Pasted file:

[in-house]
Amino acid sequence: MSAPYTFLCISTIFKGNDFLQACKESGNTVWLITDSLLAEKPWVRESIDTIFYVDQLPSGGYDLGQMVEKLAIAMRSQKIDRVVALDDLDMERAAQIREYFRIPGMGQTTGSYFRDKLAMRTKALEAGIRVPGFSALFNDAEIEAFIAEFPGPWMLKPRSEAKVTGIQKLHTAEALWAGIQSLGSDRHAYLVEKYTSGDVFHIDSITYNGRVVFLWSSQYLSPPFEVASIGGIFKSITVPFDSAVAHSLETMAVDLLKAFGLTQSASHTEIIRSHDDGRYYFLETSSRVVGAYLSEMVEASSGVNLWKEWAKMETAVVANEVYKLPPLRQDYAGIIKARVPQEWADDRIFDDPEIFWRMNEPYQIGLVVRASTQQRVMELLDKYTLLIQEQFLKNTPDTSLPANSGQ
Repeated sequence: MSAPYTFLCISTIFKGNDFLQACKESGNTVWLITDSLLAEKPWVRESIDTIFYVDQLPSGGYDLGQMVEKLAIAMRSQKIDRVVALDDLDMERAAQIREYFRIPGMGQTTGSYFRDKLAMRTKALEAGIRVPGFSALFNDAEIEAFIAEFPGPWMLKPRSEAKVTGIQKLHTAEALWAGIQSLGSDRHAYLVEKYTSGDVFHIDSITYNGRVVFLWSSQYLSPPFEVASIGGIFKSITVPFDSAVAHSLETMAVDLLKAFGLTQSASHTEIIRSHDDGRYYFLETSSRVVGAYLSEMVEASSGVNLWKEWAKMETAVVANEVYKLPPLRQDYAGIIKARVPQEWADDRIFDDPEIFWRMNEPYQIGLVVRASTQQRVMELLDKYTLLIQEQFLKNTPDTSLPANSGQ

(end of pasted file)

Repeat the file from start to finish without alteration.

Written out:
[in-house]
Amino acid sequence: MSAPYTFLCISTIFKGNDFLQACKESGNTVWLITDSLLAEKPWVRESIDTIFYVDQLPSGGYDLGQMVEKLAIAMRSQKIDRVVALDDLDMERAAQIREYFRIPGMGQTTGSYFRDKLAMRTKALEAGIRVPGFSALFNDAEIEAFIAEFPGPWMLKPRSEAKVTGIQKLHTAEALWAGIQSLGSDRHAYLVEKYTSGDVFHIDSITYNGRVVFLWSSQYLSPPFEVASIGGIFKSITVPFDSAVAHSLETMAVDLLKAFGLTQSASHTEIIRSHDDGRYYFLETSSRVVGAYLSEMVEASSGVNLWKEWAKMETAVVANEVYKLPPLRQDYAGIIKARVPQEWADDRIFDDPEIFWRMNEPYQIGLVVRASTQQRVMELLDKYTLLIQEQFLKNTPDTSLPANSGQ
Repeated sequence: MSAPYTFLCISTIFKGNDFLQACKESGNTVWLITDSLLAEKPWVRESIDTIFYVDQLPSGGYDLGQMVEKLAIAMRSQKIDRVVALDDLDMERAAQIREYFRIPGMGQTTGSYFRDKLAMRTKALEAGIRVPGFSALFNDAEIEAFIAEFPGPWMLKPRSEAKVTGIQKLHTAEALWAGIQSLGSDRHAYLVEKYTSGDVFHIDSITYNGRVVFLWSSQYLSPPFEVASIGGIFKSITVPFDSAVAHSLETMAVDLLKAFGLTQSASHTEIIRSHDDGRYYFLETSSRVVGAYLSEMVEASSGVNLWKEWAKMETAVVANEVYKLPPLRQDYAGIIKARVPQEWADDRIFDDPEIFWRMNEPYQIGLVVRASTQQRVMELLDKYTLLIQEQFLKNTPDTSLPANSGQ